Governance by Academics: The Invention of Memoranda of Understanding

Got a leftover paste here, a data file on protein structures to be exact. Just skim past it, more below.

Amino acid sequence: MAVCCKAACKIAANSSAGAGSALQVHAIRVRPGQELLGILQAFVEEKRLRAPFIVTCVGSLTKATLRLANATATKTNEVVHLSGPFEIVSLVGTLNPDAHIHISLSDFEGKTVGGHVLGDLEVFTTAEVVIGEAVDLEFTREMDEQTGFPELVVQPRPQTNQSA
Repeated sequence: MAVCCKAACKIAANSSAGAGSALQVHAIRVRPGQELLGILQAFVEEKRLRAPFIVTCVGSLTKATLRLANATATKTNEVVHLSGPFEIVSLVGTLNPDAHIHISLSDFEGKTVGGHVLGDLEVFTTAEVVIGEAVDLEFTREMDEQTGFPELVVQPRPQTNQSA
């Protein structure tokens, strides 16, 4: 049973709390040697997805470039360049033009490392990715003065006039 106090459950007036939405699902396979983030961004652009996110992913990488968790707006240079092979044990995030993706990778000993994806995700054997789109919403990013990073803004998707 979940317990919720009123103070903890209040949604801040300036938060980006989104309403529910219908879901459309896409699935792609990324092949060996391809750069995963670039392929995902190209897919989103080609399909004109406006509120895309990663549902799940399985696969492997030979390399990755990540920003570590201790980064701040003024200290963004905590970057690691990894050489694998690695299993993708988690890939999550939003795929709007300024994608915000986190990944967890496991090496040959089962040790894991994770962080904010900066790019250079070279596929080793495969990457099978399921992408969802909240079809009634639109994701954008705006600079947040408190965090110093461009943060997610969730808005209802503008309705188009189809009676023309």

This contribution aims to sketch how a single article published in a legal journal came to influence generations of international lawyers worldwide, despite not being a very good article, and despite its main proposition not being supported by much empirical evidence. The article concerns is James Fawcett’s “The Legal Character of International Agreements”, published in 1953 in the British Yearbook of International Law, which more or less single-handedly invented the (binding, but ostensibly not legally binding) Memorandum of Understanding. This contributions traces Fawcett’s forerunners, dissects his argumentation, and scrutinizes its reception in both the academy and the practice of Foreign Office lawyers. It does so in order to illustrate how power can be shaped through epistemic means and can be exercised even by academics, in this case by means of a journal article.